While it may be more of an urban legend, as opposed to something that actually happens on a regular basis, one scary story that career counselors tell to their job-seeking candidates, around the campfire, is that employers routinely use the “show comments” feature of Microsoft Word to review the entire history of changes that an individual has made to their resume.

As you can imagine, such comments could easily reveal some unflattering facts about an individual’s background — or expose a candidate’s tendency to edit or spin certain aspects of their work history in an overly-flattering direction.  Did you generously round up some of the dollar figures in your past career accomplishments?  Exaggerate the percentage of money you saved?  Trim out some of your earlier positions?  Switch from months to years on your employment history to hide some work history gaps or obscure the fact that you’re currently unemployed?   With the “show changes” feature turned on, it’s entirely possible that the employer might catch on to some of your resume shenanigans…

And while again, I don’t suspect that this happens all that often in the real world — both due to the technical savvy it would require on the employer’s part, as well as the time it would take for recruiters and hiring managers to perform this step for every resume that comes in — it probably wouldn’t hurt for many candidates to “sanitize” their resumes and other written materials before sending them out.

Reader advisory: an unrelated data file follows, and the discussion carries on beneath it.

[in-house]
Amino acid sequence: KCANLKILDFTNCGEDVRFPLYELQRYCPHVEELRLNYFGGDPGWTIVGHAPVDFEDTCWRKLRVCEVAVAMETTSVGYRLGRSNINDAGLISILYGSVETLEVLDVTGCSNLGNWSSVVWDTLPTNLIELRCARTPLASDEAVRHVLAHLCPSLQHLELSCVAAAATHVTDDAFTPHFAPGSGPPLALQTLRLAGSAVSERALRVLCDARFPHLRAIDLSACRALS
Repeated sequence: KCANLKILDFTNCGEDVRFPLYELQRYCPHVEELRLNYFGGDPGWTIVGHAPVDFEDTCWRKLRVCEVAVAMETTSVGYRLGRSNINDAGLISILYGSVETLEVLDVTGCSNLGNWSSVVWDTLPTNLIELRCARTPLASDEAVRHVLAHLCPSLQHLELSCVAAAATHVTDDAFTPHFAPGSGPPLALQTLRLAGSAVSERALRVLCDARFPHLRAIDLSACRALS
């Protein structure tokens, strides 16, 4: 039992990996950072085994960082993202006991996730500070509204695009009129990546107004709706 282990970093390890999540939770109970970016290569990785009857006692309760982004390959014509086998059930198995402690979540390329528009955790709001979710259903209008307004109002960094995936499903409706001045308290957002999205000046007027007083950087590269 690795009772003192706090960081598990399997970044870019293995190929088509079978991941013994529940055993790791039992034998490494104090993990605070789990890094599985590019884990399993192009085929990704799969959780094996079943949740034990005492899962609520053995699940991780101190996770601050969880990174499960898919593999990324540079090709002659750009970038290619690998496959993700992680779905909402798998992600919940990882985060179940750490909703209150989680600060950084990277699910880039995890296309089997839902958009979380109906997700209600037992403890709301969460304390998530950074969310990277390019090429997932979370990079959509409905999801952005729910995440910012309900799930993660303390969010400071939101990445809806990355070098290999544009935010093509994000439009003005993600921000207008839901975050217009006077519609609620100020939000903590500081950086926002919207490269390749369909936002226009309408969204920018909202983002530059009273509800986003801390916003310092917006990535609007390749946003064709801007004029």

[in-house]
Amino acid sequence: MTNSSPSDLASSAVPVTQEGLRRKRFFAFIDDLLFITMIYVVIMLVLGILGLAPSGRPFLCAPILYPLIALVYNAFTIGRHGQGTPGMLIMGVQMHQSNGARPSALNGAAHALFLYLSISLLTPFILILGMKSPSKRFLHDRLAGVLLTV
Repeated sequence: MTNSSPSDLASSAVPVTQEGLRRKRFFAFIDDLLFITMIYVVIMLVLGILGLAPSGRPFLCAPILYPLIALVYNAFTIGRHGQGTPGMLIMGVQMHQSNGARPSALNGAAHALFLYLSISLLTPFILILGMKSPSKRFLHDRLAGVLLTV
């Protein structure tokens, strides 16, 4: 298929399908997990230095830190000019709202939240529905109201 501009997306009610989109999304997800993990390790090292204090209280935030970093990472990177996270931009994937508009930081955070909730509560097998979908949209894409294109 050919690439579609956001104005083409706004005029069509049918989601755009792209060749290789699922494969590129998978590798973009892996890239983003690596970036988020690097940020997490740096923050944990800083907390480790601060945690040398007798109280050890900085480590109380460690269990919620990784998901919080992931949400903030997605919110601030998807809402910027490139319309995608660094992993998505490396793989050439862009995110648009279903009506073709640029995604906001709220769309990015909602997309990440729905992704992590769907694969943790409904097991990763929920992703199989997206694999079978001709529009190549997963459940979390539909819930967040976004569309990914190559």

How to do this?  The easiest way is to click here and download a free “Remove Word Data” tool from Microsoft.  Once you install this program, it will create a new option in the “File” menu of your Word documents that allows you to strip out any hidden formatting or tracked changes.  The annoying part, however, is that it will then turn the document into a “Read-Only Recommended” file by default and pop up a box every time you open that particular file — unless you kill this feature by going into the document’s Options menu, turn off the “Read-Only Recommended” option, and then resave the file under a new name.  All things considered, these steps are possibly more time-consuming than they are worth, but at least you’ve been warned and can act accordingly, if you’re concerned about this issue!